Monday, April 6, 2009

Get ready to have your mind blown - "Picturing to Learn" a truly innovative teaching technique and its potential use in the law school classroom

Here's a truly innovative teaching technique developed to help students understand difficult scientific concepts that might also have great potential in law school.  It's called the "Picturing to Learn" project that began with the premise that asking scientists to visually express their research through drawings would help them clarify in their own minds the underlying science. After some initial experiments, it led Felice Frankel, a one-time landscape photographer and biology researcher who is now a senior researcher at Harvard's Initiative in Innovative Computingto approach a team of educators and cognitive scientists with the idea of using this technique to help high school  students better understand difficult scientific concepts.

Known as the "Picturing to Learn" project, now in its second phase of funding from the National Science Foundation, it has been used in 11 undergraduate courses so far. . . . Pen in hand, undergraduates learn more about concepts like ionization or energy transfer by having to explain them to nonexperts, she said. And their teachers can look at the drawings and get a sense of how well students understand what they’re trying to explain.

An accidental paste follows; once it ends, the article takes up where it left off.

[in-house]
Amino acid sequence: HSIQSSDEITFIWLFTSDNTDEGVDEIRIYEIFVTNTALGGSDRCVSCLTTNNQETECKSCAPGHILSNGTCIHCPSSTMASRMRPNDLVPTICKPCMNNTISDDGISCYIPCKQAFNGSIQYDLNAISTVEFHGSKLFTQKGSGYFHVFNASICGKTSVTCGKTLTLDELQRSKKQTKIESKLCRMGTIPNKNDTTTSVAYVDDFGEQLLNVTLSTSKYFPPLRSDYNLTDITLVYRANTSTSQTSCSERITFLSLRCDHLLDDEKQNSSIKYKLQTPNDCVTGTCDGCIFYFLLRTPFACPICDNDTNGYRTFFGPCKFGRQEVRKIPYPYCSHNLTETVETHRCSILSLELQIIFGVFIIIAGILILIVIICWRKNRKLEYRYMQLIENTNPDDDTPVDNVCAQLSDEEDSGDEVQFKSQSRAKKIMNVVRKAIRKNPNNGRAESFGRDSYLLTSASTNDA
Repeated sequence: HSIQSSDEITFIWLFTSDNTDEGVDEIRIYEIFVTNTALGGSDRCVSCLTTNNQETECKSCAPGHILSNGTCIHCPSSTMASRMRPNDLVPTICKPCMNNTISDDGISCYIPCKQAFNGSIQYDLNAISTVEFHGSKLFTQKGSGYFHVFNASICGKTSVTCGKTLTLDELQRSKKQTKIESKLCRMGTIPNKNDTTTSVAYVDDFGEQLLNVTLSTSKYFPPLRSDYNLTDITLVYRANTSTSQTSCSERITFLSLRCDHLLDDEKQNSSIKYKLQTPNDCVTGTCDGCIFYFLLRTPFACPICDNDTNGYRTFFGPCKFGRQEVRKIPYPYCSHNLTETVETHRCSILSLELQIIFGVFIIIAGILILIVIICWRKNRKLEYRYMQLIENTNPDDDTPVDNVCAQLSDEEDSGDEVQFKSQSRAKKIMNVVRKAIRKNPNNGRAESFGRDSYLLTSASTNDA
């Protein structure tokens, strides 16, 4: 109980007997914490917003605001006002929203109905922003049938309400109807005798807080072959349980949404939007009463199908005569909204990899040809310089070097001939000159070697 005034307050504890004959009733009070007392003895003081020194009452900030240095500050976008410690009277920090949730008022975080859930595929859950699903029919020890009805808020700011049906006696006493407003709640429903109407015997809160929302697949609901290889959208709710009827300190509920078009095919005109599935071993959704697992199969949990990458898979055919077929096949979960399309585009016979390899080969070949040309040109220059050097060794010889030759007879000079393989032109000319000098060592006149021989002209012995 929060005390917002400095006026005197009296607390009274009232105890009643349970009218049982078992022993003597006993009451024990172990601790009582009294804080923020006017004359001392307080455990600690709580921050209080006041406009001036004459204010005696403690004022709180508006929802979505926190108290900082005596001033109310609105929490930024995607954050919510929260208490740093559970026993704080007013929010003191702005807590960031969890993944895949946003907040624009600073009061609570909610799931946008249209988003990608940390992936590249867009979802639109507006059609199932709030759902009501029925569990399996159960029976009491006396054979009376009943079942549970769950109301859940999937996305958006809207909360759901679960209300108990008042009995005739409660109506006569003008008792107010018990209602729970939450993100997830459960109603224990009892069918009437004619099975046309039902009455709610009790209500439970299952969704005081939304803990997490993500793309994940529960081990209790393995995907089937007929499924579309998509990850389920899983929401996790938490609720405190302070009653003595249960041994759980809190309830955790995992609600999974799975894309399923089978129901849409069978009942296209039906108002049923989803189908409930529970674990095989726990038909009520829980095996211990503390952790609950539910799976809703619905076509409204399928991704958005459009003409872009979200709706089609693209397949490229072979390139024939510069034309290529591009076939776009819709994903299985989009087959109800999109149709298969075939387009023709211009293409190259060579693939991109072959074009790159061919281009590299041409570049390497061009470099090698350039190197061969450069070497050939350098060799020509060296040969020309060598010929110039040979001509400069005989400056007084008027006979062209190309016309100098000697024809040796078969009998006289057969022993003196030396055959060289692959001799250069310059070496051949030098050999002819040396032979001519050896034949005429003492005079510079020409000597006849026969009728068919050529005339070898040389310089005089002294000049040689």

'You don’t have to be talented,' said Frankel, who admits she can’t draw 'for beans.' 'We have some wonderful drawings with stick figures that are brilliantly explanatory.'

Personally, I can see this having wonderful potential in the legal writing classroom - or law school generally, by asking students to draw difficult concepts as a way to better help them understand those ideas as well as an effective assessment tool for the teacher.  Since most agree we are moving towards a "visual society" (if we're not there already) this is a technique that could be particularly effective with today's students.

There is a website devoted to the project which can be found here as well as an article from the Harvard University Gazette here (but you have to manually scroll to page 27).

Once again, a big hat tip to Chris Wren - this blog could not function without him.

I am the scholarship dude.



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I used something like it in torts to work on the concept of proximate cause/scope of liability. I explained the basic concept, and then gave the student a start of a simulation and asked them to draw the rest of the story in a way that raises as many proximate cause problems as possible. They came up with great ideas, and I think they had a somewhat better understanding of the issues. We then discussed a couple of the results with the drawers trying to argue there was a proximate cause problem and everyone else trying to convince them it was completely foreseeable. It was also fun (and late enough in the semester that everyone welcomed the break).

Posted by: Dorit Reiss | Apr 7, 2009 2:20:18 PM

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